Knox picked up where he left off as a rookie in 2009, but he rarely had the kind of big game that turned heads. In eight regular-season games, he had three receptions or less. He's a terrific vertical threat and his 18.8-yard average ranked fifth in the league. He was also tied for 10th with 17 receptions for 20 or more yards. The 960 yards he had ranked 13th in franchise history, but again that's a reflection of bad history more than anything else. Knox is a speedy player with decent hands, but like the players who have come before him, he was probably miscast as a No. 1 receiver. Put Knox opposite a more complete receiver who can be just as effective inside as he is outside, and Knox probably would fare better.
While some made the error of continuing to hail Hester as a No. 1 receiver, he'd clearly shown that wasn't a role for him coming into this season. His production dropped significantly under Martz as he went from 57 receptions in 2009 to 40. Hester's average of 11.9 yards per reception was a career low and an example of how he probably wasn't used to his maximum ability.
Earl Bennett emerged as a consistent player and was steady with 46 receptions for 561 yards. Rashied Davis played sparingly with most of his action coming when a minor ankle injury sidelined Bennett. His greatest contributions again came on special teams.
Free agency/draft need: This is going to depend a great deal on how the organization defines the performances of the receivers vs. the performance of Cutler. How do they assess the quarterback and the parts he had to work with and how is the pass blocking figured into the equation? No matter what opinion they reach, what is clear here is the Bears lack a receiver that strikes fear into an opponent when it prepares a game plan. Yes, Knox's speed must be countered but the Bears don't have a game-changing wideout, a pure No. 1. They aren't easy to find and there might be only a dozen in the league, but with a quarterback they believe is elite, why not do whatever it takes to get him one of those targets? Cutler doesn't have the kind of player that on third-and-6 everyone in the stadium knows is going to get the ball. That's the kind of player who can move the chains even when the defense knows the ball is going his way. That being said, Cutler needs to be better because he can raise the level of play of his receivers by himself.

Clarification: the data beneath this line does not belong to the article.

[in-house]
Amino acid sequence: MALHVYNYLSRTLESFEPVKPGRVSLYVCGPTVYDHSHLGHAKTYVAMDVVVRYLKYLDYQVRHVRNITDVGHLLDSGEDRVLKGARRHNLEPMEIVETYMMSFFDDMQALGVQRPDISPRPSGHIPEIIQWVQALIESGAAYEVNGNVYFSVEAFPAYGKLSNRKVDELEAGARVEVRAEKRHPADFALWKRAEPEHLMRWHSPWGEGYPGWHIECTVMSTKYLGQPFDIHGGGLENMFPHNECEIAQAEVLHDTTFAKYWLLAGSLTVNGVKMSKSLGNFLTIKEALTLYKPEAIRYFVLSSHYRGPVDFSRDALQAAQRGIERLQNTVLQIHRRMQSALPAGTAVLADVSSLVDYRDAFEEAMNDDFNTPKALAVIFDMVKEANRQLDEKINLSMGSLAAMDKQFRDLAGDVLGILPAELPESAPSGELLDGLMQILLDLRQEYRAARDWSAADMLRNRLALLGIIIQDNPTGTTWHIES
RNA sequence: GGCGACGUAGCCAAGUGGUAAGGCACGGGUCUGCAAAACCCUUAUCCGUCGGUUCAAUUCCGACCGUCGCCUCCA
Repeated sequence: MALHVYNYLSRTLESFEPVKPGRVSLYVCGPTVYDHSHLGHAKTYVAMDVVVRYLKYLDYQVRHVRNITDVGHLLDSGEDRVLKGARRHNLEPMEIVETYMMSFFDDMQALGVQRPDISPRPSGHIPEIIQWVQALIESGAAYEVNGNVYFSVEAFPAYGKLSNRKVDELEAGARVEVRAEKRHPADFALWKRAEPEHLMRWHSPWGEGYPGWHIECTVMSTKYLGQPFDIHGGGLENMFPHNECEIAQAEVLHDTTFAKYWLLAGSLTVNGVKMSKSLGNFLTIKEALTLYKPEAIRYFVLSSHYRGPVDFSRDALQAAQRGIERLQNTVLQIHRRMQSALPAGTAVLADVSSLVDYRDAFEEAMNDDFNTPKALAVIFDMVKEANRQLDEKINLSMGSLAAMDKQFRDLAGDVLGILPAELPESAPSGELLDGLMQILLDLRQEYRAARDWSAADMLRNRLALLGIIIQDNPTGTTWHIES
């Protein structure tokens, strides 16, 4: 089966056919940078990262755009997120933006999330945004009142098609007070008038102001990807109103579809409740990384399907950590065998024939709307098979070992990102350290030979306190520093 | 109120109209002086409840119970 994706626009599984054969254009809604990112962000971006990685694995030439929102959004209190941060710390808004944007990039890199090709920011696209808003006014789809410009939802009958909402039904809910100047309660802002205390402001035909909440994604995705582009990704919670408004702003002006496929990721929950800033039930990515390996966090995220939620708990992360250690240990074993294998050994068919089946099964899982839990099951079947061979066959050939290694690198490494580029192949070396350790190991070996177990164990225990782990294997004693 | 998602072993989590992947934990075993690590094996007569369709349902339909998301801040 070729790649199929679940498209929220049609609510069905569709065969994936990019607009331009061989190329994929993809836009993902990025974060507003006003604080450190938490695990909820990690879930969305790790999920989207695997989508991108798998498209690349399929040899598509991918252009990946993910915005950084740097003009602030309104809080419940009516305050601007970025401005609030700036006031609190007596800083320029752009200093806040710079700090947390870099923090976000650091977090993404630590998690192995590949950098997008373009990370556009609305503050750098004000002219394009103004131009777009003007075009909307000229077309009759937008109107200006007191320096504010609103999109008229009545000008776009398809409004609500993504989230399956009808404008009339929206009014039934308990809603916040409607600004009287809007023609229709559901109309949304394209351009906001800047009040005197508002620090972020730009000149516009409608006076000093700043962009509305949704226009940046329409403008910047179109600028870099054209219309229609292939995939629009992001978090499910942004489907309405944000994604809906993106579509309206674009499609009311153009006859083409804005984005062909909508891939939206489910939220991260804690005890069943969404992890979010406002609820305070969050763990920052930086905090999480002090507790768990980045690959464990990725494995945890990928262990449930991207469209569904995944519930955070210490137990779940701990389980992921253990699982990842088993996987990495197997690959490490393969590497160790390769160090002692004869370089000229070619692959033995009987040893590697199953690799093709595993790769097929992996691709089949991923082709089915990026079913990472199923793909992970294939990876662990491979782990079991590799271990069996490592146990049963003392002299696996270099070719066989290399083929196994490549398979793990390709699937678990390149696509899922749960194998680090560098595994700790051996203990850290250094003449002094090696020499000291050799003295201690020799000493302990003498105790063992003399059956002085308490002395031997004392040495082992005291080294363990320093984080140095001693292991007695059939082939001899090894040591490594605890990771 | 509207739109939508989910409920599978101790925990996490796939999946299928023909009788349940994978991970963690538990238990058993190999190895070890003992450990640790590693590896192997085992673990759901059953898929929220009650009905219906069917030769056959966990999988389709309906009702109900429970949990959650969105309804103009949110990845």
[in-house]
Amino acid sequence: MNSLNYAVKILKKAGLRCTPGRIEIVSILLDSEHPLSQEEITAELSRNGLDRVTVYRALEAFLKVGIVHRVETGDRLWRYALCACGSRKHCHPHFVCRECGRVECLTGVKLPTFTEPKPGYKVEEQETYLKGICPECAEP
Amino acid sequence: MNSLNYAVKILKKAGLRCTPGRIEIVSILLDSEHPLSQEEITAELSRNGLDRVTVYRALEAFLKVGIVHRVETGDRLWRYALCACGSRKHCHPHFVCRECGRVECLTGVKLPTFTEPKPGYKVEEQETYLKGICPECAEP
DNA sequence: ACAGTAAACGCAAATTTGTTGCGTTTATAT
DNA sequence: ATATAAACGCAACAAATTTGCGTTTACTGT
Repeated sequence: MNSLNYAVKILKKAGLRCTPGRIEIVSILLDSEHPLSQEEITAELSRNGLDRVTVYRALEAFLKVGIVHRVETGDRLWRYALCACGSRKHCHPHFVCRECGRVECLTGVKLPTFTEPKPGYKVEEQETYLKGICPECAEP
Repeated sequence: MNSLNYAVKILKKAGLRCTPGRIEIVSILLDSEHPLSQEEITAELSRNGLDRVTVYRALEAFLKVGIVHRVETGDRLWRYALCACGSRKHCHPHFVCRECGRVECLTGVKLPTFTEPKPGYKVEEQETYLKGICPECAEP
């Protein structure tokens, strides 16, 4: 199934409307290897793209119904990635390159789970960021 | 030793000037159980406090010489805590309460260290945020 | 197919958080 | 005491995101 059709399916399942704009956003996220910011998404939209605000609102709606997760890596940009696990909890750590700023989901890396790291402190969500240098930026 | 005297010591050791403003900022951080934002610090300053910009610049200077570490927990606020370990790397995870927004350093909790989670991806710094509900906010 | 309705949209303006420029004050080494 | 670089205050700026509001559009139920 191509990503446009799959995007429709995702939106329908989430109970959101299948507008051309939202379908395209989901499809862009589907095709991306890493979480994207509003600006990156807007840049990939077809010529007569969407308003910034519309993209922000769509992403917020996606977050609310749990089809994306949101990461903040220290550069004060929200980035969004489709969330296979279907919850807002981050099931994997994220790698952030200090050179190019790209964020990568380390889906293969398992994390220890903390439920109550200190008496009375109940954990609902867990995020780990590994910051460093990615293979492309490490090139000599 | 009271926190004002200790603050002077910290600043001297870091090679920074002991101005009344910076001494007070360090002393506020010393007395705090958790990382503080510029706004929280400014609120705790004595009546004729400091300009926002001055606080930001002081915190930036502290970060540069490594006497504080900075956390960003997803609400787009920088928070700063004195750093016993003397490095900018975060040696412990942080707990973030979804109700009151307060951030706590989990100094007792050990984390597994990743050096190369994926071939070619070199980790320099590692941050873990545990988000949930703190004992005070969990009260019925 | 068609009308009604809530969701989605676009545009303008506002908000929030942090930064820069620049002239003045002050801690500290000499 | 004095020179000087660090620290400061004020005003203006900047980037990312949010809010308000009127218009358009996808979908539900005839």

Looking ahead: Wanting a No. 1 target and being able to get one are two different things. If the Bears can find that player and shift Knox into a No. 2 role while making Bennett and Hester complementary players, receivers coach Darryl Drake finally will have a unit that's worthy of real attention in a league that is all about throwing the football. If the Bears introduce a young player to the mix and are forced to rely on the cast of veterans, production might not be too different. Knox potentially could make the jump to 65 receptions for 1,110 yards, but that's a projection. Aromashodu is a restricted free agent and he figures to want out more than they might want him out. Davis will be unrestricted and he may have to seek work elsewhere. So, the Bears figure to be looking for additions besides Canadian Football League import Andy Fantuz, who signed a reserve/futures contract last week. It's just a matter of when and where.
Bottom line: The Bears continue to value their receivers more than others do. They lack a difference-maker at the position and if they want to see Cutler flourish, it's a position that will have to be addressed.
Next: Special teams.